Angels are purely spiritual beings created by God. Strictly speaking, the word angel (from the Greek for “messenger”) refers to their office, not their nature. In other words, the good spirits who interact with human beings are called angels, whereas those who operate strictly in heaven are more precisely called spirits. However, it is traditional and acceptable to call all of them angels. They are not eternal in the way that God is, that is, existing before the outside of time. Rather, they are eternal in the same way human souls are: once created, they exist forever. Because they do not have bodies, they do not experience the separation of body and soul which we call death.
God used his intellect in conceiving of the universe, and his free will in choosing to create it. Like human beings, angels are created in the image of God, which means they have intellect and free will; they are capable of thought and can choose courses of action. Unlike human beings still on earth, angels do not have to think about what God wants them to do; God enlightens them as to his will, or it may be the case that they consult the divine will as to what should be done (Summa Theologica I:107:3). Since seeing the glory of God perpetually gives them happiness to the utmost capacity of their natures, it is impossible for angels not to desire and follow his will.
Being purely spiritual affects the intellectual capabilities of angels in several ways. They do not have emotions as human beings do, so their choices are not influenced by passions such as fear and anger; rather, they act based purely on their intellect. Because the angelic intellect is not physical, i.e., is not connected to a brain, angels do not reason step-by-step to a conclusion as human beings do; instead, they have concepts in mind all at once. For example, when choosing a course of action, angels do not spend time considering different possibilities; they can see all the possibilities at once and immediately make their decision.
Time is also different for angels than it is for material beings. Humans comprehend the passage of time by physical means, such as the intellectual capacity of the brain, changes in the body, and the perceptions of the senses. Angels don’t use such physical agency, so they do not experience time passing in the same way. Whether keeping a star in motion for billions of years or speaking for a few minutes to a human being, angels do not tire, do not grow bored, and do not wonder how long until God wills them to do something else.
Adapted from a Q&A published by Catholic Answers “20 Answers: Angels & Demons" (San Diego: Catholic Answers, 2016) www.catholic.com
Can angels be male or female? I thought they were neither.
You are correct. Angels are pure intellects that do not have physical forms and do not reproduce sexually. Indeed, angels do not reproduce at all; God created each of them out of nothing at the dawn of creation. They are numerous, immaterial, and immortal, so they don’t need to reproduce.
Sexual reproduction is something God designed many earthly creatures to do. Others he designed to reproduce asexually (for example, by mitosis). But since he designed angels not to reproduce, he didn’t design them to be male or female.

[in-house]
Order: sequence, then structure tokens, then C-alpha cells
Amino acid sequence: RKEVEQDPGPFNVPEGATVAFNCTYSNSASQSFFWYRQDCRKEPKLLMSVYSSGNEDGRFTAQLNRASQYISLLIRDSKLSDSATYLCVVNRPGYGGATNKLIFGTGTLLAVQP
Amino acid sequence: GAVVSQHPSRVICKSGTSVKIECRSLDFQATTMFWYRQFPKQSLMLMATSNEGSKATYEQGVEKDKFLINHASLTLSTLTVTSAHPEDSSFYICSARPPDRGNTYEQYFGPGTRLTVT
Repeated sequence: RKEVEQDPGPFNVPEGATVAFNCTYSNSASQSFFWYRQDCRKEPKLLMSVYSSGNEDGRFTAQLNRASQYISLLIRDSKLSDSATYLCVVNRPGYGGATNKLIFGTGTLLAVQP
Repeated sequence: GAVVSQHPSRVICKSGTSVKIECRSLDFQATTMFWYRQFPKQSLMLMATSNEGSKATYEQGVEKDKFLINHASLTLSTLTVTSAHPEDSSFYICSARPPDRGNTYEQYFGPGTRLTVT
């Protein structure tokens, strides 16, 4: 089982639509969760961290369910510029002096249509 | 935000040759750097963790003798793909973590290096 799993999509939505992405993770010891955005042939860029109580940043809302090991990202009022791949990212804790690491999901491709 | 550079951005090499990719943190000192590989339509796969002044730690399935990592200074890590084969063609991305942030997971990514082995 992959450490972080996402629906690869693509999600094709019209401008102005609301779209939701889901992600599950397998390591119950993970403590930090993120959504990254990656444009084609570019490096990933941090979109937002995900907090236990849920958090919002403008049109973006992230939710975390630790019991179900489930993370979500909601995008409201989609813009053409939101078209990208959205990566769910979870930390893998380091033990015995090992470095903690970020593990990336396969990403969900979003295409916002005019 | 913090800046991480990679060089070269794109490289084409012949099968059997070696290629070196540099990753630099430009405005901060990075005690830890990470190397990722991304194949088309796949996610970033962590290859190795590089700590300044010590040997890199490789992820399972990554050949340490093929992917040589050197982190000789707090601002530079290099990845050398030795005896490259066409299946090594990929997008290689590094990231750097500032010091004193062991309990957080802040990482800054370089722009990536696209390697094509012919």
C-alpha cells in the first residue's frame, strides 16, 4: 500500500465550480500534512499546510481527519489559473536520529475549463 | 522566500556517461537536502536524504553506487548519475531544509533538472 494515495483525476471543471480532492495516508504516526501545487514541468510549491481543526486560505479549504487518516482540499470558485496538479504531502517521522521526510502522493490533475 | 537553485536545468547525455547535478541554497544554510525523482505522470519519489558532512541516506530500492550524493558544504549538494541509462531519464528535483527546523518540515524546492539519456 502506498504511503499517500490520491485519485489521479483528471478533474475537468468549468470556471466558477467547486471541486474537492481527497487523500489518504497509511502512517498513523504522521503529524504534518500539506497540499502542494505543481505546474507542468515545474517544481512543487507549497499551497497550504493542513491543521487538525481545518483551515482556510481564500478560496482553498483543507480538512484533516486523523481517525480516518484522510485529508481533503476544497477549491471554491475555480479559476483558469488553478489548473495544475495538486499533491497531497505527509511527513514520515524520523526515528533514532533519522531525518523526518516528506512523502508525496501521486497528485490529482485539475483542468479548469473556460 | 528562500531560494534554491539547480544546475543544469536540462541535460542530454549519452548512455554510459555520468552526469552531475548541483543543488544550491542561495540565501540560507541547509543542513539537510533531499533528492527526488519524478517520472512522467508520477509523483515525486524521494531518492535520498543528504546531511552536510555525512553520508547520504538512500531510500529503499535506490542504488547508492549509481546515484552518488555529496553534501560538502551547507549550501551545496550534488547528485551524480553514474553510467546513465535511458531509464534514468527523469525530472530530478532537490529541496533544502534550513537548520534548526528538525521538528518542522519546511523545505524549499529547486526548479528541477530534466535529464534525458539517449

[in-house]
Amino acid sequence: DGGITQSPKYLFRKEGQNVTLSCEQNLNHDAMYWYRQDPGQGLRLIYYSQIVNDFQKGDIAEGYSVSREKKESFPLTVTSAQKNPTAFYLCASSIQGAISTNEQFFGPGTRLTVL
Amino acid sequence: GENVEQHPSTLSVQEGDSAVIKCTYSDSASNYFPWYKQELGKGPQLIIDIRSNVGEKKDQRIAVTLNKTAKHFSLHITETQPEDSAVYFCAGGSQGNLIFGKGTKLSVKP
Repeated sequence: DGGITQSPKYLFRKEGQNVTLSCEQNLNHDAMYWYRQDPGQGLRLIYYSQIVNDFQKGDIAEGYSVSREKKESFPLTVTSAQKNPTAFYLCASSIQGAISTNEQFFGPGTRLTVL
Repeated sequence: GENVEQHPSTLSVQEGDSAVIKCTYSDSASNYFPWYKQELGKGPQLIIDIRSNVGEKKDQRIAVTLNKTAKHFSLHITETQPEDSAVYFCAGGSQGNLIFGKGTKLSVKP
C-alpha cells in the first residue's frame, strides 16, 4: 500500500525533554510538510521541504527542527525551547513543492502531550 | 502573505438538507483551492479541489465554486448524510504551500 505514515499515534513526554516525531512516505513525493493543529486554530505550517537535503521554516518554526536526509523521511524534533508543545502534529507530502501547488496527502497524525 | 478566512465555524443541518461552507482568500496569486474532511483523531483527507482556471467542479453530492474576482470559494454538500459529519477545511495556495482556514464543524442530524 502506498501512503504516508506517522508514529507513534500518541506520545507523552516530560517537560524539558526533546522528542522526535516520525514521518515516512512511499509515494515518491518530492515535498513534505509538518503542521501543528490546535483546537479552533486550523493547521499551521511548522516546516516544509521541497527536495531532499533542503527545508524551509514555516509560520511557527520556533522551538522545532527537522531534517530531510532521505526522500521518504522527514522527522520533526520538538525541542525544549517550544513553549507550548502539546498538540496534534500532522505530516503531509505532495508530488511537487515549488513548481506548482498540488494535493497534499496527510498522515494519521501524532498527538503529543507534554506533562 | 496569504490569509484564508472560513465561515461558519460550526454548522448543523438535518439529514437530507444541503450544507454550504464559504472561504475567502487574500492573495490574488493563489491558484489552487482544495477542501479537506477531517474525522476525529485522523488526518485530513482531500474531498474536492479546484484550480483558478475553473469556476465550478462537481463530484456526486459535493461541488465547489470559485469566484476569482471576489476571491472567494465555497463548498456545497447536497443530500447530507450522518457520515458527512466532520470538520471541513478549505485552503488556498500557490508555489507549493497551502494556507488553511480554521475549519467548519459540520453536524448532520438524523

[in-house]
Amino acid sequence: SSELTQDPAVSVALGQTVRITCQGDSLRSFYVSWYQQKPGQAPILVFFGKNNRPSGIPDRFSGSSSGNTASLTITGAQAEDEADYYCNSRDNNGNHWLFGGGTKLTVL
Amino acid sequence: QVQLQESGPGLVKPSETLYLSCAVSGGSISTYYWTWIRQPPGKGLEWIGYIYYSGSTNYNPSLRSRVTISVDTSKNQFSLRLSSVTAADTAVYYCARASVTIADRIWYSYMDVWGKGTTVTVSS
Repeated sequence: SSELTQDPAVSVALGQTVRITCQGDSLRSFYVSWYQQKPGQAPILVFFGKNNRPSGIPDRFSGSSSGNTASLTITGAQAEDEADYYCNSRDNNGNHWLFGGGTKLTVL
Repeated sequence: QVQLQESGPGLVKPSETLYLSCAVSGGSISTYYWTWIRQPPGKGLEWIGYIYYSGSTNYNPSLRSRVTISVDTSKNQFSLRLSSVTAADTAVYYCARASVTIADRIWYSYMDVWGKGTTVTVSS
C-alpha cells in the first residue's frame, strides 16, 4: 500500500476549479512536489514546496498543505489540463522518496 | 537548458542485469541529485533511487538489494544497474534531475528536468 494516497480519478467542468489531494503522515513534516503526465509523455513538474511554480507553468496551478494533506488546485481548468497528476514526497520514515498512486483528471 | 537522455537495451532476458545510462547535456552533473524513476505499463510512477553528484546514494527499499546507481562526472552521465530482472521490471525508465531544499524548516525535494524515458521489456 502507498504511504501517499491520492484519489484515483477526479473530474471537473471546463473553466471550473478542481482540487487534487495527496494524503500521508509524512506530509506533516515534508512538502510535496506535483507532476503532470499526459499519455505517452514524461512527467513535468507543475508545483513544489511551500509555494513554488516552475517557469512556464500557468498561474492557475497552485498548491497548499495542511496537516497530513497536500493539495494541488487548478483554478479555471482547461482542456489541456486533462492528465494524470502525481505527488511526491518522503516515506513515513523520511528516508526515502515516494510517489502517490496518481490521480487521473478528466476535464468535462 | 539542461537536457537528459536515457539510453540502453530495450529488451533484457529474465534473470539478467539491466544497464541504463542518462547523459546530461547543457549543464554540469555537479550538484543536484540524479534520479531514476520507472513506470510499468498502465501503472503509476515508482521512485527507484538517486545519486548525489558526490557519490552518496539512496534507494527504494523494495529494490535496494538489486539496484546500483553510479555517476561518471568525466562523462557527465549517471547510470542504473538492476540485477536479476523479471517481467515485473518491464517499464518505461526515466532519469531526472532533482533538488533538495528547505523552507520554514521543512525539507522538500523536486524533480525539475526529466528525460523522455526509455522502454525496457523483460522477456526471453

Angels may appear to have gender in visions or in artwork, but that is just symbolism that makes it easier for us to think about them. If we were being strictly literal they couldn’t be seen in visions or depicted in artwork because, according to their immaterial nature, they have no visible or physical forms at all.
Is there is a Vatican document stating that we are not to name our guardian angels? Do you know which document and why?
The Directory on Popular Piety and the Liturgy states: “Popular devotion to the holy angels, which is legitimate and good, can, however, also give rise to possible deviations . . . [such as the] practice of assigning names to the holy angels [which] should be discouraged, except in the cases of Gabriel, Raphael, and Michael whose names are contained in holy Scripture” (217).
Perhaps the practice is discouraged because guardian angels are creatures of God, with their own personal dignity and vastly superior nature and intellect. They guard us because it is the will of God that they do so, but we should not presume to know the name given them by God and should not presume to demand a name of them. If such a name is revealed without our initiative, then that would be a private revelation that should be vetted first for supernatural origin by a trusted confessor or spiritual director.
I heard that we get our guardian angels at baptism. Is this true, and does it mean that the babies of non-Christians do not have guardian angels?
The idea that we get our guardian angels at baptism is a speculation, not a teaching of the Church. The common opinion among Catholic theologians is that all people, regardless of whether they are baptized, have guardian angels at least from the time of their birth (see Ludwig Ott, Fundamentals of Catholic Dogma [Rockford: TAN, 1974], 120); some have suggested that prior to birth babies are taken care of by their mothers' guardian angels.
The view that everyone has a guardian angel seems well founded in Scripture. In Matthew 18:10 Jesus states, "See that you do not despise one of these little ones; for I tell you that in heaven their angels always behold the face of my Father who is in heaven." He said this before the Crucifixion and was speaking about Jewish children. It would therefore seem that non-Christian, not just Christian (baptized) children have guardian angels.
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